The DataMiner (DM) architecture is made up of two sets of machines (clusters): the Master and the Worker cluster. In a typical deployment scenario, the Master cluster is made up of a number of powerful machines (e.g. Ubuntu 14.04.5 LTS x86 64 with 16 virtual CPUs, 32 GB of random access memory, 100 GB of disk) managed by a load balancer that distributes the requests uniformly to the machines. Each machine is endowed with a DM service that communicates with the D4Science Information System (IS), i.e. the central registry of the e-Infrastructure resources, to notify its presence and capabilities. The balancer is indexed on the IS and is the main access point to interact with the DMs. The machines of the Worker cluster have less local computational power (e.g. Ubuntu 14.04.5 LTS x86 64 with 2 virtual CPUs, 2 GB of random access memory, 10 GB of disk) and serve Cloud computations. DM is based on the 52North WPS service implementation, but extends it to meet the D4Science e-Infrastructure requirements. It is developed with Java and the Web service runs on an Apache Tomcat instance endowed with gCube system libraries. Further, it offers a development framework to integrate new algorithms and to interact with D4Science. When a WPS request comes to the Master cluster balancer, it is distributed to one of the cluster services (Master DM). The DMs host processes provided by several developers. In particular, two kinds of algorithms are hosted: “local” and “Cloud” algorithms. Local algorithms are directly executed on the Master DMs and possibly use parallel processing on several cores and a large amount of memory. Instead, Cloud algorithms use distributed computing with a Map-Reduce approach and rely on the DMs in the Worker cluster (Cloud nodes). With respect to the standard 52North implementation, DM adds the management of multiple scopes, i.e. the system returns a different list of processes according to the VRE in which the service is invoked. When an algorithm is installed on a DM, it is also indexed on the IS as a resource. Thus, an e-Infrastructure manager can assign it to a number of VREs. When invoked in a VRE, DM returns only the subset of hosted processes that have been assigned to that VRE. On the other hand, one may also want to create multidisciplinary VREs with algorithms belonging to different domains.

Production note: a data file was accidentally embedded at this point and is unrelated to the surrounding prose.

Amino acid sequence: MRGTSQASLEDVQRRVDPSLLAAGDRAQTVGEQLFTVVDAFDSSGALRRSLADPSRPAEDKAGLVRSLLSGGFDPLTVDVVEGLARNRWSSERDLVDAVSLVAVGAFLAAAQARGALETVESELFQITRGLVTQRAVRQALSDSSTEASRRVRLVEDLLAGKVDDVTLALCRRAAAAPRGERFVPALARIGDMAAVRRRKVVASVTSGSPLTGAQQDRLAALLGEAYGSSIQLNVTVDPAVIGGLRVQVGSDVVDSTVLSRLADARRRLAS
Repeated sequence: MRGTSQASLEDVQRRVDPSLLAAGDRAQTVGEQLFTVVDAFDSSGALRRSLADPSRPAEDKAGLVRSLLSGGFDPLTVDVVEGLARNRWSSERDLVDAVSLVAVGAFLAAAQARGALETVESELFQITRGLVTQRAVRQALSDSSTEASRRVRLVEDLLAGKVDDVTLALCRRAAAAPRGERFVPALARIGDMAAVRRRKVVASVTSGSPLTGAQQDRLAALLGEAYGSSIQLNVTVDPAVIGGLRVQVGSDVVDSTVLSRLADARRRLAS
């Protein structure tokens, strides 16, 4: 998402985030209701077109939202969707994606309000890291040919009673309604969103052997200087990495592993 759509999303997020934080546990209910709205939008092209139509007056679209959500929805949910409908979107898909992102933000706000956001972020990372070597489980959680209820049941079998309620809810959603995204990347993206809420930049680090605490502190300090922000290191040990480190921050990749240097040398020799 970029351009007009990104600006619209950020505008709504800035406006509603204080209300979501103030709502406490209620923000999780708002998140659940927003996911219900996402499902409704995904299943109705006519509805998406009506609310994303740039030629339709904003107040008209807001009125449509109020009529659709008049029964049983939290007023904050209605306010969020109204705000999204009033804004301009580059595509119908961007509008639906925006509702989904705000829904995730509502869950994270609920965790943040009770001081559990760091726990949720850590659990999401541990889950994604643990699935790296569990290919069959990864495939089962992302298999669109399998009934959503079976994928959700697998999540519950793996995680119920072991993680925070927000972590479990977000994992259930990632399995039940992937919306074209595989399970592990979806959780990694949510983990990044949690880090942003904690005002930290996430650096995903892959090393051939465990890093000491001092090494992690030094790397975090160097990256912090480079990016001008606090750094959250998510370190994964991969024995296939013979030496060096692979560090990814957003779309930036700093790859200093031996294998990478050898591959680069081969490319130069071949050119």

Using the WPS standard in a Cloud computing system allows a number of thin clients to use the processes. Third party software (e.g. the well-known QGIS and ArcMap software for geospatial data manipulation) can be able to retrieve the capabilities of a WPS service and to run remote processes. Further, through the gCube framework, DataMiner offers clients for R and Java and the WPS service can manage HTTP-GET requests. Thus, a process can be also invoked using a Web browser, which makes it easy to repeat an experiment. Finally, an OpenCPU instance is provided in D4Science, which transforms WPS objects into Javascript objects and allows for fast building of HTML applications. The DataMiner services use the security services of the D4Science e-Infrastructure and require a user token for each operation. This token is passed via basic HTTPS-access authentication, which is supported by most WPS and HTTP(S) clients. The token identifies both a user and a Virtual Research Environment and this information is used by DM to query the IS about the capabilities to be offered in that VRE, i.e. the processes the user will be able to invoke with that authorization.